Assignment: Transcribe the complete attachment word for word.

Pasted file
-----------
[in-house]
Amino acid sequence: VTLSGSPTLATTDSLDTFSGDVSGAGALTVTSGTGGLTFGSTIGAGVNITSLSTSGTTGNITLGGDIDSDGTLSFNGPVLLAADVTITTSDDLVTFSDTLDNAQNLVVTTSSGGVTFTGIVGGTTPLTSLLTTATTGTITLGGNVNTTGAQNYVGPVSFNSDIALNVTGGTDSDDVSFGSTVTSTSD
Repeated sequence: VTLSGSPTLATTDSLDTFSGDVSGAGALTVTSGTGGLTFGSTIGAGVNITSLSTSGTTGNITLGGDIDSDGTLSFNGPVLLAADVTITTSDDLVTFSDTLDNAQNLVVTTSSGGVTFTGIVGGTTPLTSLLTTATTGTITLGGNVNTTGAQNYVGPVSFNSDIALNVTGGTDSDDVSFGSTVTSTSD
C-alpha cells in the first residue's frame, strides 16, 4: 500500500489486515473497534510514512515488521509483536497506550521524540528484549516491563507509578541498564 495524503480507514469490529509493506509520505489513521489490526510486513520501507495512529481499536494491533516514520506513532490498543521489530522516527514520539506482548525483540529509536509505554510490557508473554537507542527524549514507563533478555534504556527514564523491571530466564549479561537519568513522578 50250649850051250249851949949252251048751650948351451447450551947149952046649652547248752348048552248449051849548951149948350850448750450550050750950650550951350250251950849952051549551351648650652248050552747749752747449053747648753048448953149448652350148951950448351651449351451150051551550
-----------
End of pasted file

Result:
[in-house]
Amino acid sequence: VTLSGSPTLATTDSLDTFSGDVSGAGALTVTSGTGGLTFGSTIGAGVNITSLSTSGTTGNITLGGDIDSDGTLSFNGPVLLAADVTITTSDDLVTFSDTLDNAQNLVVTTSSGGVTFTGIVGGTTPLTSLLTTATTGTITLGGNVNTTGAQNYVGPVSFNSDIALNVTGGTDSDDVSFGSTVTSTSD
Repeated sequence: VTLSGSPTLATTDSLDTFSGDVSGAGALTVTSGTGGLTFGSTIGAGVNITSLSTSGTTGNITLGGDIDSDGTLSFNGPVLLAADVTITTSDDLVTFSDTLDNAQNLVVTTSSGGVTFTGIVGGTTPLTSLLTTATTGTITLGGNVNTTGAQNYVGPVSFNSDIALNVTGGTDSDDVSFGSTVTSTSD
C-alpha cells in the first residue's frame, strides 16, 4: 500500500489486515473497534510514512515488521509483536497506550521524540528484549516491563507509578541498564 495524503480507514469490529509493506509520505489513521489490526510486513520501507495512529481499536494491533516514520506513532490498543521489530522516527514520539506482548525483540529509536509505554510490557508473554537507542527524549514507563533478555534504556527514564523491571530466564549479561537519568513522578 50250649850051250249851949949252251048751650948351451447450551947149952046649652547248752348048552248449051849548951149948350850448750450550050750950650550951350250251950849952051549551351648650652248050552747749752747449053747648753048448953149448652350148951950448351651449351451150051551550